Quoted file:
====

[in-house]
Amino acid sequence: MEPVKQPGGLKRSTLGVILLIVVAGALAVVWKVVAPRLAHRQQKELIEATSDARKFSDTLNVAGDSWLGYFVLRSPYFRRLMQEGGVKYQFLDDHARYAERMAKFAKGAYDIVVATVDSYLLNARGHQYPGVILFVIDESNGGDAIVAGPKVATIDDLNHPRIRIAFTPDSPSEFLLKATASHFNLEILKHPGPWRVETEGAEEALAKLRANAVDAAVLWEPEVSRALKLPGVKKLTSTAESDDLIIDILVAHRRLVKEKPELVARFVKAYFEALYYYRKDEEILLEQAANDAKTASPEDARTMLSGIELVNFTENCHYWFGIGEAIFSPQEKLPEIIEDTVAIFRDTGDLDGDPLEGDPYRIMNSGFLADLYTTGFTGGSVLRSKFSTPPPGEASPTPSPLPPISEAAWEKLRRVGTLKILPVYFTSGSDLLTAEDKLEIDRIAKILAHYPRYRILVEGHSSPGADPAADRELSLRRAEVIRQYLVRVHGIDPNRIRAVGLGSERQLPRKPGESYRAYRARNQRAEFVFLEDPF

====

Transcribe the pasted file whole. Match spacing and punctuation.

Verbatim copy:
[in-house]
Amino acid sequence: MEPVKQPGGLKRSTLGVILLIVVAGALAVVWKVVAPRLAHRQQKELIEATSDARKFSDTLNVAGDSWLGYFVLRSPYFRRLMQEGGVKYQFLDDHARYAERMAKFAKGAYDIVVATVDSYLLNARGHQYPGVILFVIDESNGGDAIVAGPKVATIDDLNHPRIRIAFTPDSPSEFLLKATASHFNLEILKHPGPWRVETEGAEEALAKLRANAVDAAVLWEPEVSRALKLPGVKKLTSTAESDDLIIDILVAHRRLVKEKPELVARFVKAYFEALYYYRKDEEILLEQAANDAKTASPEDARTMLSGIELVNFTENCHYWFGIGEAIFSPQEKLPEIIEDTVAIFRDTGDLDGDPLEGDPYRIMNSGFLADLYTTGFTGGSVLRSKFSTPPPGEASPTPSPLPPISEAAWEKLRRVGTLKILPVYFTSGSDLLTAEDKLEIDRIAKILAHYPRYRILVEGHSSPGADPAADRELSLRRAEVIRQYLVRVHGIDPNRIRAVGLGSERQLPRKPGESYRAYRARNQRAEFVFLEDPF